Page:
Proactive Dental Care (chs. 7-10)

Proactive Dental CareThis is going to sound contradictory, but the best way to avoid an expensive dental cleaning is to have your petʼs teeth cleaned regularly. In our practice we give a 30% discount on dental cleanings if you have them done every 18 months.

Keeping up on dental cleanings is not only good for your dog or cat, but also good for your pocket book! A dental cleaning under an anesthetic on an animal that has mild tartar but otherwise healthy teeth may cost $300-$400. However, if your dogʼs teeth have not been cleaned regularly then the dental cleaning will take a lot longer and he or she may need some costly extractions. Such a cleaning can cost between $1000-$2000.

Ask If Your vet Would Give You a Referral Fee

In our practice we will give our clients a $25 credit if they refer a new customer to us. Ask if your veterinarian has a similar program.

If they donʼt, then propose one!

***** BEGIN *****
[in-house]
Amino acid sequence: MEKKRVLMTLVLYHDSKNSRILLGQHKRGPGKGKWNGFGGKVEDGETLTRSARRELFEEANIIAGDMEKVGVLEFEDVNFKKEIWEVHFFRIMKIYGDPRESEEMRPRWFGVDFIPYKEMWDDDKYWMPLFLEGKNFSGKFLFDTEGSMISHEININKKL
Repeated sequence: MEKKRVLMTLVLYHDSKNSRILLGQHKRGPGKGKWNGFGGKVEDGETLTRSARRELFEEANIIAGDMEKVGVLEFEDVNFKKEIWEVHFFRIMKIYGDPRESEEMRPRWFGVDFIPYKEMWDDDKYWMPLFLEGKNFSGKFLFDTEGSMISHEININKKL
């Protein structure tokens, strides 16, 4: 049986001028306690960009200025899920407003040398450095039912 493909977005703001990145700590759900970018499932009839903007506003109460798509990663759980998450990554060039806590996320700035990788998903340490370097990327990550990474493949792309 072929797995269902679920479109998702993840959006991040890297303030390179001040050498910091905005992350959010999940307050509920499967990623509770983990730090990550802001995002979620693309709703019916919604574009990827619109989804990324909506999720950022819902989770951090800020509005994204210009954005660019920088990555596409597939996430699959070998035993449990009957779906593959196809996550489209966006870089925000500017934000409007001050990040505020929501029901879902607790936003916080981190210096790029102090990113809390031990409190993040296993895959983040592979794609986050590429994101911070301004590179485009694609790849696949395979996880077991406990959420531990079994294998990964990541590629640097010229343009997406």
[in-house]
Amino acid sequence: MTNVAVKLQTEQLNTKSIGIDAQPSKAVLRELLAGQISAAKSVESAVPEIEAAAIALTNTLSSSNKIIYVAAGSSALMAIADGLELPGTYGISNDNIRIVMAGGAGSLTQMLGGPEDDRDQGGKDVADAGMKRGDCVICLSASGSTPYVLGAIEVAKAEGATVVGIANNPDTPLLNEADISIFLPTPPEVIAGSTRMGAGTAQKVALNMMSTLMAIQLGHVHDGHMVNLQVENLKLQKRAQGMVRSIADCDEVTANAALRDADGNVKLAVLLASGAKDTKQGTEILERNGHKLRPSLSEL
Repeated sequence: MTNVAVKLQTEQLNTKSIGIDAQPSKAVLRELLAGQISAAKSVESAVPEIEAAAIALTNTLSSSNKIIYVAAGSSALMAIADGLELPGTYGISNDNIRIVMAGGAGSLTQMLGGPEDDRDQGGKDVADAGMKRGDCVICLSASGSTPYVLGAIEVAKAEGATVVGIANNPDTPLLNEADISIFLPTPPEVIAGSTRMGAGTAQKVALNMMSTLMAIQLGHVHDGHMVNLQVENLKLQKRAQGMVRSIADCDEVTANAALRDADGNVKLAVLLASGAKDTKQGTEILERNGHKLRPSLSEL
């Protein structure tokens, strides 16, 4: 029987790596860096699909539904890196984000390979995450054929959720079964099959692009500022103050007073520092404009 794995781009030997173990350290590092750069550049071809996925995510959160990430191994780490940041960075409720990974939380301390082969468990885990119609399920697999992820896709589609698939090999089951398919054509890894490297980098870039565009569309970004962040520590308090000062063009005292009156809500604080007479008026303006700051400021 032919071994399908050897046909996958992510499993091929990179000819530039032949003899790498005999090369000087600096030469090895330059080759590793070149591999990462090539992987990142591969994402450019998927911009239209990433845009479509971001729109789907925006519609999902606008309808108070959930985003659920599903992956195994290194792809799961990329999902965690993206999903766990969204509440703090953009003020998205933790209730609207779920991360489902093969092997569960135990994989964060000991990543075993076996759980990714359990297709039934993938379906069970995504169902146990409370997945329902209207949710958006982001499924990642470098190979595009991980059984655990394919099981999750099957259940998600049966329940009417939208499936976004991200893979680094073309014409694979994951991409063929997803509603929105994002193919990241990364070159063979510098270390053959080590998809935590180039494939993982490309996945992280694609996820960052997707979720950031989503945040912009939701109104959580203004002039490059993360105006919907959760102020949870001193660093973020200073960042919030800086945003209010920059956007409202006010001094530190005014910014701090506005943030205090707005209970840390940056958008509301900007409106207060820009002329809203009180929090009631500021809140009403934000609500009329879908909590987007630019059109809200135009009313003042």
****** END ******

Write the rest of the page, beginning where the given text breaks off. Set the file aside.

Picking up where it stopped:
Ask your vet if they would be willing to give you a certain amount of money for each new client you can get them.

Then, there are a few ways that you can drum up new clients:

  • Whenever you are walking your dog, talk to other dog owners and tell them how great your vet is.
  • Find online discussion groups in your area and say good things about your vet. You can do this by searching in Google for “discussion forum pets [your city]” or “forum dogs [your city]”
  • Tell all of your friends on Facebook about your vet. And of course, whenever you tell someone about your great vet be sure to tell them that your vet will give you a referral fee for sending them your way. This way they will mention that you sent them.

Ask About Online Prescriptions

This is a tricky area. Again, some vets will be willing to write a prescription for you to fill online, but many will not.

In many cases you can buy your petʼs medicine online for cheaper. However, the online prescription industry is sometimes not known for its integrity.